You did also ask in post 10 'What's "guises" ... ?'.

Over and out to you too!!
 
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Björn Bergenholtz

... earlier a k a "Calalp"
...
You did also ask in post 10 'What's "guises" ... ?'.
...
Yes I did, and I still don't get it (not in full), but that's me, simply being Swedish ... English is not my mother tongue/native language. However, I think we can leave it. Of no major concern.

/B

PS. Though I still claim Jacana is of Portuguese/Tupi origin, not "Spanish [sic]"
--
 
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Andy Adcock

Well-known member
England
Yes I did, and I still don't get it (not in full), but that's me, simply being Swedish ... English is not my mother tongue/native language. However, I think we can leave it. Of no major concern.

/B

PS. Though I still claim Jacana is of Portuguese/Tupi origin, not "Spanish [sic]"
--


And where have I argued that it's not, I wrote Spanish in ignorance only.

Something can be said to 'come in various guises', simply means they can look different, obviously rooted in 'disguise'.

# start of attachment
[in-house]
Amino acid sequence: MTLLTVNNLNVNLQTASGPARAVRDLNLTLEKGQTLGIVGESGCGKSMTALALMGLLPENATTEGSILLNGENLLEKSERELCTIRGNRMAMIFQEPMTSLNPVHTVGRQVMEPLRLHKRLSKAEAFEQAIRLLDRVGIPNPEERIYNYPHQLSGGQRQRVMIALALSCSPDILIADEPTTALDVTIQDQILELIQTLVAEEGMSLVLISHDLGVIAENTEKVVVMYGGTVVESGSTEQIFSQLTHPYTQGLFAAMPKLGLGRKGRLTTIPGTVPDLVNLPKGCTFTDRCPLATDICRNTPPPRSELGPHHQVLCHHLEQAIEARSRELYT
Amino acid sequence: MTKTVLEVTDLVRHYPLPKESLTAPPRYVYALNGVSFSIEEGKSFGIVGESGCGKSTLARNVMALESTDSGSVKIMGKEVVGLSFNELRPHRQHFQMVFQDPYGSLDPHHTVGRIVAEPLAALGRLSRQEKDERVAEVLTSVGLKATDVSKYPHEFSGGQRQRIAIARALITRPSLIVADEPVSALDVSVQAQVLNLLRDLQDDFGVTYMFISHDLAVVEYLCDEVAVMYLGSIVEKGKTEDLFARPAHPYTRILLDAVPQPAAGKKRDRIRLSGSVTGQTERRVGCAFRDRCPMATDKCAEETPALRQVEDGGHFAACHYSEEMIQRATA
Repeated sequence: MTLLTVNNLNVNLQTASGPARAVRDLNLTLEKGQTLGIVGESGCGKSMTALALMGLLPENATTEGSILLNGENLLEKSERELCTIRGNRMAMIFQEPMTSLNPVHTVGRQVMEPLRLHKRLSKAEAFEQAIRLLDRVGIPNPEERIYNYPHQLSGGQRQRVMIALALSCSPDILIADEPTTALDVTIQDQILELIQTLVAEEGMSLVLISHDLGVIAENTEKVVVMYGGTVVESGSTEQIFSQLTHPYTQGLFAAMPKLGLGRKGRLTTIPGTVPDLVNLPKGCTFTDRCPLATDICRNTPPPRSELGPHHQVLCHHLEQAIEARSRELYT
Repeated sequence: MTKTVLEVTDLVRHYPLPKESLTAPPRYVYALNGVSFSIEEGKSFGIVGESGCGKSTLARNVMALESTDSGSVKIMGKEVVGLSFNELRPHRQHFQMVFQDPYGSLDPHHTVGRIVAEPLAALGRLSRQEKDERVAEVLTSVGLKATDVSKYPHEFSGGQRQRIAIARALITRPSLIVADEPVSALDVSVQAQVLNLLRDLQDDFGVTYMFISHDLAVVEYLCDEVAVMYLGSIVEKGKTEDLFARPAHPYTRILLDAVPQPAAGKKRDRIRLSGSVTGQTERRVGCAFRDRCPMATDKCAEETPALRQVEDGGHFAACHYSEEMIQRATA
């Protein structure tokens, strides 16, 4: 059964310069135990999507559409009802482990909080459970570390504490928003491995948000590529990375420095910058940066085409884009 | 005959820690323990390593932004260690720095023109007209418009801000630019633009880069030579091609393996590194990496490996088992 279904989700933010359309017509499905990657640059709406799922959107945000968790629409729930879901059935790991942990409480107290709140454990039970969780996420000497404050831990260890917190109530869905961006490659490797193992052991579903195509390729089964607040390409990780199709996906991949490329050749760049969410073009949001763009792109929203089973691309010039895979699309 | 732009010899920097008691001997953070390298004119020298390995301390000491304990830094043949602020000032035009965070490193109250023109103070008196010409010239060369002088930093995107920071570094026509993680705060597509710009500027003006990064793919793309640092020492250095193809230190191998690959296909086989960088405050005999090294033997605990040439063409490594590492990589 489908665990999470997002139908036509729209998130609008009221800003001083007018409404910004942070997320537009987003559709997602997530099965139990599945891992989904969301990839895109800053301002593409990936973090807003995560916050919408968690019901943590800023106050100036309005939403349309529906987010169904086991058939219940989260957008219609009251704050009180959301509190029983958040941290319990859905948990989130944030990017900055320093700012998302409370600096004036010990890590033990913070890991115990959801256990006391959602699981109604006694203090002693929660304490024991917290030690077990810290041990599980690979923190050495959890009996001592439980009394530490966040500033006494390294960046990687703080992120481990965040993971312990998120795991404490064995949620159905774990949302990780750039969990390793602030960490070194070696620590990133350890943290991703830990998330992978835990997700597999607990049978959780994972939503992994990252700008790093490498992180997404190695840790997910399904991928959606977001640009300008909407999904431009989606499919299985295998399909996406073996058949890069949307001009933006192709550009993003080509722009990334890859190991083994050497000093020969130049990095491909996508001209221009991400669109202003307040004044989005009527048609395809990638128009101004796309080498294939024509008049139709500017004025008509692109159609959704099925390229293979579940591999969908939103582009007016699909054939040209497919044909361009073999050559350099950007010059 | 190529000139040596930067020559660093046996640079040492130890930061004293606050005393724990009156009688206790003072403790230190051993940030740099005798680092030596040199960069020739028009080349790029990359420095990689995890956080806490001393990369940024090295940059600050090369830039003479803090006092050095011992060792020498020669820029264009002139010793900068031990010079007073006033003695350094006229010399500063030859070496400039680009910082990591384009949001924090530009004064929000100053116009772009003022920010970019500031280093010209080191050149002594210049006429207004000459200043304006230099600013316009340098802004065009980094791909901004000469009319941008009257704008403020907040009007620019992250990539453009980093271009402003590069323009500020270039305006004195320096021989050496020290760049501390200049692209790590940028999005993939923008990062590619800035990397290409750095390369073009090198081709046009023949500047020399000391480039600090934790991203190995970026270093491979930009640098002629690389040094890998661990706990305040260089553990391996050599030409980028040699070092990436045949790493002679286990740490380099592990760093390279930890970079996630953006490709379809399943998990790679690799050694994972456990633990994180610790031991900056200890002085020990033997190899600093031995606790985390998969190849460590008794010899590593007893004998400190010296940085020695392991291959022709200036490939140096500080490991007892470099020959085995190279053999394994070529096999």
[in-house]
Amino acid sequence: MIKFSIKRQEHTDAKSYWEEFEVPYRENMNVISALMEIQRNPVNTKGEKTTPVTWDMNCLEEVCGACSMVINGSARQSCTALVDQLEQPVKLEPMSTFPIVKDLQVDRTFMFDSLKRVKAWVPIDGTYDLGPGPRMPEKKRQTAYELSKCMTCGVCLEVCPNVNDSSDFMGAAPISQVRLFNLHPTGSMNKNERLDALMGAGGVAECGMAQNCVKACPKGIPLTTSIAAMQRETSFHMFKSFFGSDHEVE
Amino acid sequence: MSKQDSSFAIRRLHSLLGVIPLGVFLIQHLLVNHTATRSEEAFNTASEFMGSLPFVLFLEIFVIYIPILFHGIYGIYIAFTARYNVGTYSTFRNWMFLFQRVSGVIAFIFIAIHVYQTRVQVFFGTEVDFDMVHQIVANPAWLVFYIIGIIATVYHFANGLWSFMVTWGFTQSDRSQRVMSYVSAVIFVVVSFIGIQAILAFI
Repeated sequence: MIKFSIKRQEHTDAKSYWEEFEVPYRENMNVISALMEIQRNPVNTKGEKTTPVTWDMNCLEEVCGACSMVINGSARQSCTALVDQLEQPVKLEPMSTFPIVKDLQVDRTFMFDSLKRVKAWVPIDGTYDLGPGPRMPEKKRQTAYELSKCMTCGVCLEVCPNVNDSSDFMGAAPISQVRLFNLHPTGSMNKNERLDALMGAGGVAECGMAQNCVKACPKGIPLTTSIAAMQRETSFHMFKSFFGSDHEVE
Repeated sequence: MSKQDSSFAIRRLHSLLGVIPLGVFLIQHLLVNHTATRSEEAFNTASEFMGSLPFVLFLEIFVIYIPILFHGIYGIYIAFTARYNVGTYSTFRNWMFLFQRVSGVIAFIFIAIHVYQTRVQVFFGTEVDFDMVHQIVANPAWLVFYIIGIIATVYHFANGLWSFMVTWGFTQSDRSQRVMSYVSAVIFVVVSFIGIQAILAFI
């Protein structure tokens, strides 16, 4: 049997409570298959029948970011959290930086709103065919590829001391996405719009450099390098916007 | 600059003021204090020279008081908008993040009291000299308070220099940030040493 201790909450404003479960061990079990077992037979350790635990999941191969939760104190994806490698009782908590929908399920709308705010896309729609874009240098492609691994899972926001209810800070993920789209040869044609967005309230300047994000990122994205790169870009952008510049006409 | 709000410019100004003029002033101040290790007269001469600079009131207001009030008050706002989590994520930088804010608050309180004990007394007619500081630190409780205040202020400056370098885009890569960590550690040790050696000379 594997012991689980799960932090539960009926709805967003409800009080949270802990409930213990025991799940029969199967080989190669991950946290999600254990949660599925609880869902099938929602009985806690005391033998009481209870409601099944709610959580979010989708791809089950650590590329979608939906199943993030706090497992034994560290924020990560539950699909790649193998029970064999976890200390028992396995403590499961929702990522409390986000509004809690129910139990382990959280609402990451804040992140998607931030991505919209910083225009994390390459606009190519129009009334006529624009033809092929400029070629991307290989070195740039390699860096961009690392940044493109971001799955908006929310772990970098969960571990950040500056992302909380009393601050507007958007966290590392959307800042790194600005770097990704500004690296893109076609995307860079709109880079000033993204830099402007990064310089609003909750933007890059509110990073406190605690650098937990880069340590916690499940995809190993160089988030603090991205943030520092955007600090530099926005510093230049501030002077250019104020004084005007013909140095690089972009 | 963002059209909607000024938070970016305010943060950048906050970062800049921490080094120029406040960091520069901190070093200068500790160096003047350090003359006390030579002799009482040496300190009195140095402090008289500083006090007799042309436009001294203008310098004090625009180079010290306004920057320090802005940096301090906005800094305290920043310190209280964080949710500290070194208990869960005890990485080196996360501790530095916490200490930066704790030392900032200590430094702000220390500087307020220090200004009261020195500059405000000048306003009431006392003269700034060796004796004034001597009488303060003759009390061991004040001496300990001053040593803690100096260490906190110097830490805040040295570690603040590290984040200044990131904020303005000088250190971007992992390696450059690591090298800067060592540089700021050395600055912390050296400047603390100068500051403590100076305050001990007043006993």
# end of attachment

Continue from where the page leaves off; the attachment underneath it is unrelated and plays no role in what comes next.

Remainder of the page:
l_raty

laurent raty
Yes I did, and I still don't get it (not in full), but that's me, simply being Swedish ...
'Guise' is of Germanic origin, but entered English via Old French. The suffix '-wise' is basically the same word which did not do the detour through French. The original meaning of the word is 'manner', 'fashion'.
'Vis' in Swedish ?
 

RafaelMatias

Unknown member
Portugal
And, the English name Jacana doesn't originate in Spanish, but in the Portuguese jaçanã, which (in its turn) origins in the local, indigenous jasaná (Tupi).

--

Indeed, but unfortunately I've been seen more and more frequently the Portuguese word being ignored in Portugal and the derived word Jacana used instead (very different sounding: Jaçanã being read "Jass-a-nan", with a stress on the "nan", sounding very differently from the harder "Ja-ka-nah"). A case of introgression :eat: Still widely used in Brazil, of course.